UNCG Campus Weekly

Campus Weekly is published each Wednesday when classes are in session. In the summer, it is published biweekly.

Archives for January 2016

Blair Brown is director of International Recruitment and Retention

Photo of Blair BrownBlair Brown has been appointed director of International Recruitment and Retention. In this capacity, he is directly responsible for increasing international student enrollment and retention for the university.

Mr. Brown comes to UNCG’s International Programs Center, most recently from Virginia Commonwealth University (VCU), where he was appointed Director of Graduate and International Admissions and Recruitment in 2011.  In this position, he was responsible for admission and recruitment activity for all international students, as well as 136 graduate programs for domestic students.  He also was responsible for all initial immigration and scholar services.

Prior to this, he was the Director of International Admissions also at VCU. In addition to the duties outlined above, he supervised immigration and retention initiatives for international students, and revised the university plan for international student academic success and retention.

Mr. Brown holds his B.A. in International Relations with a concentration in Western European Politics from James Madison University and an M.Ed. in Higher Education Policy from the University of Virginia.  He is currently completing his Ph.D. in Higher Education at the University of Virginia.

Looking ahead: Jan. 6, 2016

Staff Open House, at Bryan House
Friday, Jan. 8, 1-4 p.m., shuttles begin 12:45 p.m.

Faculty Open House, at Bryan House
Thursday, Jan. 14, 2-4 p.m., shuttles begin 1:45 p.m.

Classes begin
Monday, Jan. 11

Staff Senate meeting
Thursday, Jan. 14, 10 a.m., Alumni House

UNCG Student Artist Competition, final round
Thursday, Jan. 14, 5:30 p.m., Recital Hall, Music Building

In memoriam: Elizabeth Booker

Elizabeth Booker died Dec. 9 at age 96.  She worked as administrative assistant to the Dean of Academic Advising and retired in 1986 with more than 43 years of service.  In 1985 she was awarded the Gladys Strawn Bullard Award She was also an Honorary Member of Golden Chain, the obituary notes.

She graduated from Women’s College (UNCG) in 1941 with a degree in Secretarial Administration.

She was a founding member of “Academic and Administrative Staff Associates (AASA)” – which is the forerunner organization of the now-Staff Senate, David Vaughan notes. He also recalls that she was the founder of the Mossman holiday party, held each December.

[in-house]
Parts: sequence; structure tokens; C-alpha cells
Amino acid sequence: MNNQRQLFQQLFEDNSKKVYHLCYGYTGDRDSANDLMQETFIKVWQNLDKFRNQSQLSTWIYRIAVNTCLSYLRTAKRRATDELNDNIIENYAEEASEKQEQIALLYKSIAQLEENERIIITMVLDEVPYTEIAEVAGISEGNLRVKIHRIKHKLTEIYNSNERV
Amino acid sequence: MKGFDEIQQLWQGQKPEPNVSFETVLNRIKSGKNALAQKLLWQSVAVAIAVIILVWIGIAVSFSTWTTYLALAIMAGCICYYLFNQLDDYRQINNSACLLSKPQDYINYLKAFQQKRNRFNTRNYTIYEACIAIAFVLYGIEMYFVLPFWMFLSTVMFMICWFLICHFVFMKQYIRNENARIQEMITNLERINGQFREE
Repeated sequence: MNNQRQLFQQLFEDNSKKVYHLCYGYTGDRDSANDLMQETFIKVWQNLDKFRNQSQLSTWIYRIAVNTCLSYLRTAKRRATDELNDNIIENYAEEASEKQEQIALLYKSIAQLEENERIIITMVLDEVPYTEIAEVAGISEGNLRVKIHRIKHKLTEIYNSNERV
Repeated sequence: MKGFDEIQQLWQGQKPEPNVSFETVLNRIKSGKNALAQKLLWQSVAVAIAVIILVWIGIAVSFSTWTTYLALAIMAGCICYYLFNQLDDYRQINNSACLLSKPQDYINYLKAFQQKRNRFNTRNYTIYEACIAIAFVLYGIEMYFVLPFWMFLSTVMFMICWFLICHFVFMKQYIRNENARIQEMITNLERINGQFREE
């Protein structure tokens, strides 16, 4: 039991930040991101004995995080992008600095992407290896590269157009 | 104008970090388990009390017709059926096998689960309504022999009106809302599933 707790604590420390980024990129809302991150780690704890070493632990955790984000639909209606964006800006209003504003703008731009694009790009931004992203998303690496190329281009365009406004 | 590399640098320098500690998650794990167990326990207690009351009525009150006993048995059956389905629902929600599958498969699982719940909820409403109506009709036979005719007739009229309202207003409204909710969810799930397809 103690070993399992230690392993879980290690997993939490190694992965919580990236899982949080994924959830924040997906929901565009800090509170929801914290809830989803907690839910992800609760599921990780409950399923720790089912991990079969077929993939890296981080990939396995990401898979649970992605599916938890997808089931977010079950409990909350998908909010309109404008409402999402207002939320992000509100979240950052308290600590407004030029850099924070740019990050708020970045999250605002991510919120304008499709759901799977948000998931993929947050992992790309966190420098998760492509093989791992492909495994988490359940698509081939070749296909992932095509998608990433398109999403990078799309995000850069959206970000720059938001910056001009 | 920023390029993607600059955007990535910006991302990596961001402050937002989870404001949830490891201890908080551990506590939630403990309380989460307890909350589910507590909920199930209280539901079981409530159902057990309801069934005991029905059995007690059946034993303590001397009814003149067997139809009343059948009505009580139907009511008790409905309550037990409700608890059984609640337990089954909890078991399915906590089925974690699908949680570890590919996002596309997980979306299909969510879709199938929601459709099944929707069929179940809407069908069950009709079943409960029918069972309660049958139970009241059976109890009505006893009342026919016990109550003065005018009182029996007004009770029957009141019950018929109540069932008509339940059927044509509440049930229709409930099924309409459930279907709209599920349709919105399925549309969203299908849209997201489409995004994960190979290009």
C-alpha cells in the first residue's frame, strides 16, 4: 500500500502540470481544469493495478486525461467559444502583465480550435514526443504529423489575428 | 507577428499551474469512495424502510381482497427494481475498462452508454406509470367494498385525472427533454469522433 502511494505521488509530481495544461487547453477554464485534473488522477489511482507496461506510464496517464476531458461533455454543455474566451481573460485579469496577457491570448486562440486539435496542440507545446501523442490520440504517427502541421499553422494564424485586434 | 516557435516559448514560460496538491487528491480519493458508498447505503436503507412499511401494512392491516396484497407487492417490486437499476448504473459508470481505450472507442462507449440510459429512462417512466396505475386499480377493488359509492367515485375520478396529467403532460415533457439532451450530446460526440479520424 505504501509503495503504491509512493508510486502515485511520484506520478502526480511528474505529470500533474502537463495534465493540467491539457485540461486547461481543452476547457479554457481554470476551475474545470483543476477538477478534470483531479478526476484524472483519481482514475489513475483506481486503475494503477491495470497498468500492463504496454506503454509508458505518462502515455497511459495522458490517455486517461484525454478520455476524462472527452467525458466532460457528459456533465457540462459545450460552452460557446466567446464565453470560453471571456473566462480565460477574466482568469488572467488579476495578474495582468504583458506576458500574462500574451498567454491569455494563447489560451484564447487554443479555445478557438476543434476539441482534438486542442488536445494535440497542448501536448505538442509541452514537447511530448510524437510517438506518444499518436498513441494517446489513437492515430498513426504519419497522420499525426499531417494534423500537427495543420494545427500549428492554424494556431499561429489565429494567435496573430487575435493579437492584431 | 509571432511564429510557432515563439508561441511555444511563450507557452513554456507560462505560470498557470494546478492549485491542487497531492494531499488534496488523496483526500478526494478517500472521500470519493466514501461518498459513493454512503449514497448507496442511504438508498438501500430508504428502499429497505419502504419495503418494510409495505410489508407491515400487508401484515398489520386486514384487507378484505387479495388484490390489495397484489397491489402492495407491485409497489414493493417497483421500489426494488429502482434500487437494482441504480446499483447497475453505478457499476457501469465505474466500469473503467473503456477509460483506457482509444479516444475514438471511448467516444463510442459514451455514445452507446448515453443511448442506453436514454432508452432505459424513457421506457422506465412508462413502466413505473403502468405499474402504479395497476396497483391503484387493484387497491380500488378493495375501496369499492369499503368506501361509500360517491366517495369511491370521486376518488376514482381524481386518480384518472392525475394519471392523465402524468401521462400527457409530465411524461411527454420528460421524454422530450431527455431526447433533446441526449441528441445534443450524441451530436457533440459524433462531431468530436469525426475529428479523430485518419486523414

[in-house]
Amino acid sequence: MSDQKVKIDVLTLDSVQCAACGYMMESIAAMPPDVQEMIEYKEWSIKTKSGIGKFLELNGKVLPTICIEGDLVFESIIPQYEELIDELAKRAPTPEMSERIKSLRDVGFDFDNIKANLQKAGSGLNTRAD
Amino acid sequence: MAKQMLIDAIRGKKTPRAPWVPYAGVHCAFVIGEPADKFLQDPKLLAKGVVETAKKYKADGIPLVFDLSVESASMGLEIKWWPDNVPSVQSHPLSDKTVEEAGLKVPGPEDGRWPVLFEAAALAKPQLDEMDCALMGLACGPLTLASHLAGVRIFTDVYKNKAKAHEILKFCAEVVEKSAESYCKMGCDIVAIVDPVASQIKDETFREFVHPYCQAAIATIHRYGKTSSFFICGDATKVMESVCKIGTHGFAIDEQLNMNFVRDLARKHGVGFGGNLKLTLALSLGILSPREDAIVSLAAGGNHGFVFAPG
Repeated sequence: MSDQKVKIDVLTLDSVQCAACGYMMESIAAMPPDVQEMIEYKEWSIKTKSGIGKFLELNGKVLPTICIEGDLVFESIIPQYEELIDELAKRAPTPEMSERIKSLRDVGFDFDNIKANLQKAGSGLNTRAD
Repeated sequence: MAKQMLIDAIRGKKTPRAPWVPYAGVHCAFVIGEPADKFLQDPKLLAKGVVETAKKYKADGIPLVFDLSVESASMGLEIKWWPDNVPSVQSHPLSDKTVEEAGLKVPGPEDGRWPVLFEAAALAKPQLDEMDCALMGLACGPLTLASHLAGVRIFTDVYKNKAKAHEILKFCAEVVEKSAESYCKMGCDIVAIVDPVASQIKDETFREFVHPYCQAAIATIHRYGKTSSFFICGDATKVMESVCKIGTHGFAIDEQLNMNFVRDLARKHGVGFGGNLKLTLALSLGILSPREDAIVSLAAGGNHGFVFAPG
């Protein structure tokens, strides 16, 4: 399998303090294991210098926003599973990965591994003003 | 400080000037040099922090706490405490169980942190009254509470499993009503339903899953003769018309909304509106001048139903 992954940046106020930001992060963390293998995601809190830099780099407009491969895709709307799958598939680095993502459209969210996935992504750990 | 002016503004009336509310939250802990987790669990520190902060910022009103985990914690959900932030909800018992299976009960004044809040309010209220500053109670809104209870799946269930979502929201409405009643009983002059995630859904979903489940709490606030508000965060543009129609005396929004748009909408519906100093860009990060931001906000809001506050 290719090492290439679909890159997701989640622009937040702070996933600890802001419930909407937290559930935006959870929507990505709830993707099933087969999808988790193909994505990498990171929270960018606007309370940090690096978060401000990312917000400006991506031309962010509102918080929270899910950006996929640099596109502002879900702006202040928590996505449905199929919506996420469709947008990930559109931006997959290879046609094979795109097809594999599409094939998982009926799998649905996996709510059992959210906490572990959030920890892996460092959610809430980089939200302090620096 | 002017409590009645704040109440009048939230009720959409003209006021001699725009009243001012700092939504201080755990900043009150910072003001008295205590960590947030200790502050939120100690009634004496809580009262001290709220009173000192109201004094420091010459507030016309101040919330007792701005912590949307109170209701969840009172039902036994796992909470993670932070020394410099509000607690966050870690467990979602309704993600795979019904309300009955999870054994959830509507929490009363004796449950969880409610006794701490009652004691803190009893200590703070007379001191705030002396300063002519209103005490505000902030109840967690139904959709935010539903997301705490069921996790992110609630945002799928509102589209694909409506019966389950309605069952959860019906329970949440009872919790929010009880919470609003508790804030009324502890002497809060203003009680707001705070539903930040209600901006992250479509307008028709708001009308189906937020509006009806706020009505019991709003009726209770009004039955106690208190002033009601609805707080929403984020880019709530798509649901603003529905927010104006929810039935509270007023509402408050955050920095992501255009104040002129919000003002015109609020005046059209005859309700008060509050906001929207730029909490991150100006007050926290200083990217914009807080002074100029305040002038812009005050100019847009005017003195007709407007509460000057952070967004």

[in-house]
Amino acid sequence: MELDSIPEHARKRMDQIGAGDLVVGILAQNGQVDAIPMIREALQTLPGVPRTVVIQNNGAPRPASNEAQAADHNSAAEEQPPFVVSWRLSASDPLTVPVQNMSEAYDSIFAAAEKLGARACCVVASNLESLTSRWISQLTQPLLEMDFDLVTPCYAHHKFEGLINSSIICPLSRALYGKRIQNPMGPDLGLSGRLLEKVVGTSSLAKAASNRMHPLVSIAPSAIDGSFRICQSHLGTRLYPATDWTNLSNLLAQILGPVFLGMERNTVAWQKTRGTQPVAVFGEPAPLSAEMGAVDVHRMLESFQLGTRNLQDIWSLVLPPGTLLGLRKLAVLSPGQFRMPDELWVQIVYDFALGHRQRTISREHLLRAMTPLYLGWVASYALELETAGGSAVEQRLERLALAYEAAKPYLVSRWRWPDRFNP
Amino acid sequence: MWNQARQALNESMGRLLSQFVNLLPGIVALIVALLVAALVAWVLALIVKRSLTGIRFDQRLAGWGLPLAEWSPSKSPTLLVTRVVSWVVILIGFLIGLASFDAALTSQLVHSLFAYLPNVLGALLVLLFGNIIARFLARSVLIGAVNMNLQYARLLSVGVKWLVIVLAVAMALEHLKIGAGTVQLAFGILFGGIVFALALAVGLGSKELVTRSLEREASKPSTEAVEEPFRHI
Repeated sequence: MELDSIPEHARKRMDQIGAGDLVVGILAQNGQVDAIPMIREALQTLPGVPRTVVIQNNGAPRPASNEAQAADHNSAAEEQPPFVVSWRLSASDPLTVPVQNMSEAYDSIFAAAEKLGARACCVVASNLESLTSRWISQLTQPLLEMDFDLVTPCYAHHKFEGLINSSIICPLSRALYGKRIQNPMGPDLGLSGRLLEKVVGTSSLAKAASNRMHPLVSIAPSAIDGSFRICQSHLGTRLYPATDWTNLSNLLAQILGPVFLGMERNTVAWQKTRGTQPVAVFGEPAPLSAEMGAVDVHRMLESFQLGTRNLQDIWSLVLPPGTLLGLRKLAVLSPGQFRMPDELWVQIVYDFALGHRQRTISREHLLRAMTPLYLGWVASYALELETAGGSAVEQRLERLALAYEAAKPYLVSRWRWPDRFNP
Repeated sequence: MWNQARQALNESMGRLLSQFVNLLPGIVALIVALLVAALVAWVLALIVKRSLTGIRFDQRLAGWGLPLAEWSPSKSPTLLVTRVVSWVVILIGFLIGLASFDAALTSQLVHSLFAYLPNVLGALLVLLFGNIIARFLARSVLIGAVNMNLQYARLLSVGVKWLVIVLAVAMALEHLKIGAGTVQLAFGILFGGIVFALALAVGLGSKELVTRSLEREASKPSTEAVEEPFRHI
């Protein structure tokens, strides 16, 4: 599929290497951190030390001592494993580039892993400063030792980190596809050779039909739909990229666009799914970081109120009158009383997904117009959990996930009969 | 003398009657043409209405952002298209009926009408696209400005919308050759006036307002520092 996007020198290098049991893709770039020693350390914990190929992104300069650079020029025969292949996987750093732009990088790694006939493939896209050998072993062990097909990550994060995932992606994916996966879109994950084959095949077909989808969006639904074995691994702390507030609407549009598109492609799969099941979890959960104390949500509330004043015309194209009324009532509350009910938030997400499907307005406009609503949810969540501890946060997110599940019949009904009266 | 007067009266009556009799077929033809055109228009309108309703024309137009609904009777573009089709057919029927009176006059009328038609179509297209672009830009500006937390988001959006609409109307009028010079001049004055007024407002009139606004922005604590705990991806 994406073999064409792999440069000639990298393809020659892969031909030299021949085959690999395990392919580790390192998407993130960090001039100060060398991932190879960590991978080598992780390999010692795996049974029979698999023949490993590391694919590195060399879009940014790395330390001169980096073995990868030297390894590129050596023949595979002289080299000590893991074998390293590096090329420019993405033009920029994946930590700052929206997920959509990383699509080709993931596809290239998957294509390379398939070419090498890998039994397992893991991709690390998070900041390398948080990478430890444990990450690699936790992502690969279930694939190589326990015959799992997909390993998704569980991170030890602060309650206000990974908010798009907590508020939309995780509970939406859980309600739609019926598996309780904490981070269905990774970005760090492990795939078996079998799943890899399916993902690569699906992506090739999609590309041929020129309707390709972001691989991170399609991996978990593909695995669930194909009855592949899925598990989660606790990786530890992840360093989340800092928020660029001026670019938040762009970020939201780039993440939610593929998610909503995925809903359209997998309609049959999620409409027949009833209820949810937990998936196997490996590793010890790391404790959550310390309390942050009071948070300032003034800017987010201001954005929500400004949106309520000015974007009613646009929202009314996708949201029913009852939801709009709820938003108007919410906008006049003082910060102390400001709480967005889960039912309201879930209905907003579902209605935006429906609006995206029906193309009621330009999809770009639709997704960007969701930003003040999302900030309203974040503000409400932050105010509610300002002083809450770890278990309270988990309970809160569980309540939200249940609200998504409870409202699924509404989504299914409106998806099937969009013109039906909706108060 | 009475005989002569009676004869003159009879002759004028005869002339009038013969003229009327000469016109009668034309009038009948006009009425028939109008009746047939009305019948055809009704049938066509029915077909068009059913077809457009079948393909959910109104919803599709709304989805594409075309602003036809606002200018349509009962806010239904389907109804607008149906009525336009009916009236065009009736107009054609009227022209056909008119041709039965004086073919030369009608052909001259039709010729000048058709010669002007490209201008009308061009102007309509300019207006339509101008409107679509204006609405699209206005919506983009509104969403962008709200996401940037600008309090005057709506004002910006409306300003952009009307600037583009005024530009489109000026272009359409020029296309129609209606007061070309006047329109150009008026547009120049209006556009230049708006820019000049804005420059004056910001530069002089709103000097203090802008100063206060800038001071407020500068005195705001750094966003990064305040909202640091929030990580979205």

Her obituary is at http://www.greensboro.com/obituaries/booker-elizabeth/article_813ea2cb-ceda-57d8-925c-e5fc0aa996e4.html.

Her oral history in the UNCG Libraries is at http://libcdm1.uncg.edu/cdm/singleitem/collection/ui/id/59688

In memoriam: Dr. Andreas Lixl

Dr. Andreas Lixl died on December 24. He was professor emeritus of German Studies here at UNCG, where he had taught German language, literature, and European cultural history since 1987. He grew up in Salzburg, Austria. From the University of Vienna, he transferred to the University of Wisconsin-Madison where he received a Ph.D. in German Literature and Culture in 1984.

Lixl’s career as an inspiring educator spans decades marked by his cutting-edge contributions to the discipline of German Studies, to the profession, and to UNCG. During his long and successful term as Head of German & Russian, he demonstrated great foresight and strengthened the presence of languages on campus through many initiatives, including the establishment of our thriving Japanese and Chinese programs.  His book publications and edited volumes lay the groundwork to the now flourishing interdisciplinary fields of Memory Studies, Gender Studies, Jewish Studies, and the study of space in literature. His textbooks are used in German classrooms across the nation, praised by colleagues for their pedagogical innovation that makes literature and culture from the German-speaking world accessible to undergraduate students. Amy Williamsen and Susanne Rinner in LLC noted that Andreas’ remarkable pioneer spirit is most clearly manifest in his anticipation of teaching and learning beyond the traditional brick-and-mortar classroom. His work in this area led to the development of the North Carolina German Consortium, to the creation of various German Studies websites, and to revolutionary changes in course and curriculum construction that helped launch distance education in German Studies and language education in general.

RA applications

Resident advisor applications are still live. Visit HRL.UNCG.EDU for more information about this leadership position and the link to apply. Application deadline is Jan. 15, 2016. Email RAselect@uncg.edu with questions.

Dean Timothy Johnston

Photo of Dean Timothy Johnston.Dean Timothy Johnston completed his term as president of the Council of Colleges of Arts & Sciences (CCAS) at the 50th Anniversary Annual Meeting in Washington, DC, November 4-7, handing over the gavel to incoming President Elizabeth Say, Dean of the College of Humanities at California State University at Northridge. David Manderscheid, Dean of the College of Arts & Sciences at the Ohio State University, took office as President-Elect. Johnston’s presidential address, titled “Reimagining the Liberal Arts for our Second Half-Century,” was well received by an audience of approximately 650 and is available online on the CCAS web site.

CCAS’s 50th anniversary meeting included plenary address​es by Shirley Malcolm, head of Human Resources and Education Programs at AAAS, and David Skorton, secretary of the Smithsonian Institution. Skorton was also presented with CCAS’s Arts & Sciences Advocacy Award. A gala reception was held at the National Press Club, with 15 former CCAS presidents in attendance.

Dr. Brian L. McGowan